Absolute rather than relative times in expires directives

Ryan Malayter malayter at gmail.com
Sun Aug 1 18:57:16 MSD 2010

On Sun, Aug 1, 2010 at 6:39 AM, Mark James <mrj at advancedcontrols.com.au> wrote:
> On 08/01/10 19:51, Denis F. Latypoff wrote:
>> 01.08.2010, 13:23, "Mark James"<mrj at advancedcontrols.com.au>:
>>> I have a static HTML page that is updated at midnight each day. So I'd
>>> like to set its expires directive to an absolute
>>> rather than a relative time.
>> Yes:
>>     expires @23h59m;
> Thanks Denis!
> That form of the expires directive wasn't in the English documentation at
> http://wiki.nginx.org/NginxHttpHeadersModule .
> I've re-written the English documentation for the expires directive as best
> I could, which included adding the "@" and "modified" forms that were only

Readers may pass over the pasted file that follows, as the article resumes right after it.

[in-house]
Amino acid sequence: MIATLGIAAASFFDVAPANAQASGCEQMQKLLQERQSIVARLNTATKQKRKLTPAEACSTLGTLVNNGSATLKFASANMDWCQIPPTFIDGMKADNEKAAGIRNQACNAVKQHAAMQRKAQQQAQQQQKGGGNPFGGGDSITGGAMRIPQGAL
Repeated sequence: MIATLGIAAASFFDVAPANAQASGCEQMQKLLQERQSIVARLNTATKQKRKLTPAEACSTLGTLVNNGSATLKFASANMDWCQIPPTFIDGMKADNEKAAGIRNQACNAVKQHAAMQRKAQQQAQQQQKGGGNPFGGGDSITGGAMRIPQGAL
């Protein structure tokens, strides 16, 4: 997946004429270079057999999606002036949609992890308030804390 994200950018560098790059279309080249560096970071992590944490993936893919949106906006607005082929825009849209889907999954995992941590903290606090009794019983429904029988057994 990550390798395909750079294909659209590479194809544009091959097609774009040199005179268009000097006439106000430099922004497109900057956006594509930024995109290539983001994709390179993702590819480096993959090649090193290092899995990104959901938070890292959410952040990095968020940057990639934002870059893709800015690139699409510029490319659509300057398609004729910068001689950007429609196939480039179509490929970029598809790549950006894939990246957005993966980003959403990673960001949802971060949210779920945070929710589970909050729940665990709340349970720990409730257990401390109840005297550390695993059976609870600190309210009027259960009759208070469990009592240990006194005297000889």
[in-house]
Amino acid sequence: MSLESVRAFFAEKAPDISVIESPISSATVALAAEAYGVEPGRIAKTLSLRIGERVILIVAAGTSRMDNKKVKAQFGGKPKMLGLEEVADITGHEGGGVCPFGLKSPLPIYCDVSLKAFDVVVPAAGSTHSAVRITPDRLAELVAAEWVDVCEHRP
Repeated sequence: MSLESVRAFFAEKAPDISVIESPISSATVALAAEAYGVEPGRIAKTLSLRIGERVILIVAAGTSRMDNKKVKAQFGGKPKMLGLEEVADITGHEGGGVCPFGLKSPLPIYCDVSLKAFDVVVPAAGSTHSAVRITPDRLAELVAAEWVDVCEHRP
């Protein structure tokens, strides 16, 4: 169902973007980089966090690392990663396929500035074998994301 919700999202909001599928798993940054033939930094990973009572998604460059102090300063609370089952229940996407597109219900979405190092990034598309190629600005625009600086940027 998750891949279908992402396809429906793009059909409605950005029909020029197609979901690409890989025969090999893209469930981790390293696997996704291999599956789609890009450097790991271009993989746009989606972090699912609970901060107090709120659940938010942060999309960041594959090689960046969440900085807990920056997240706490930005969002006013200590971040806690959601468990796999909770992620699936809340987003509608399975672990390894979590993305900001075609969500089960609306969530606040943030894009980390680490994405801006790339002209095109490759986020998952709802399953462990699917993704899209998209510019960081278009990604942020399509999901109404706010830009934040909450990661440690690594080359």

> in the Russian doc.

It's not in the English or Russian documentation, but is it possible
to add any other Cache-Control directives along with expires?

For example, if you want "Cache-Control: private,max-age=300" you need
to do it manually with add_header instead of expires. But then you
lose the ability to use the other "calculation" features of expires
(like modified or @). You also don't get an actual "Expires" header
for HTTP/1.0 clients and proxies if you have to use add_header

Obviously, adding any RFC-compliant Cache-Control directive would be
desirable. The "public" keyword in particular is needed to allow
Firefox to cache images and the like which are delivered over SSL, and
"private" is clearly desirable for caching per-user information.
Others like "must-revalidate" are less useful in the general sense.

If this isn't possible with the current implementation, please let me
know and I will take a look at trying to make a simple patch (my first
foray into nginx source instructed me that my C skills are way too
rusty for deep modification or module-writing with nginx).


More information about the nginx mailing list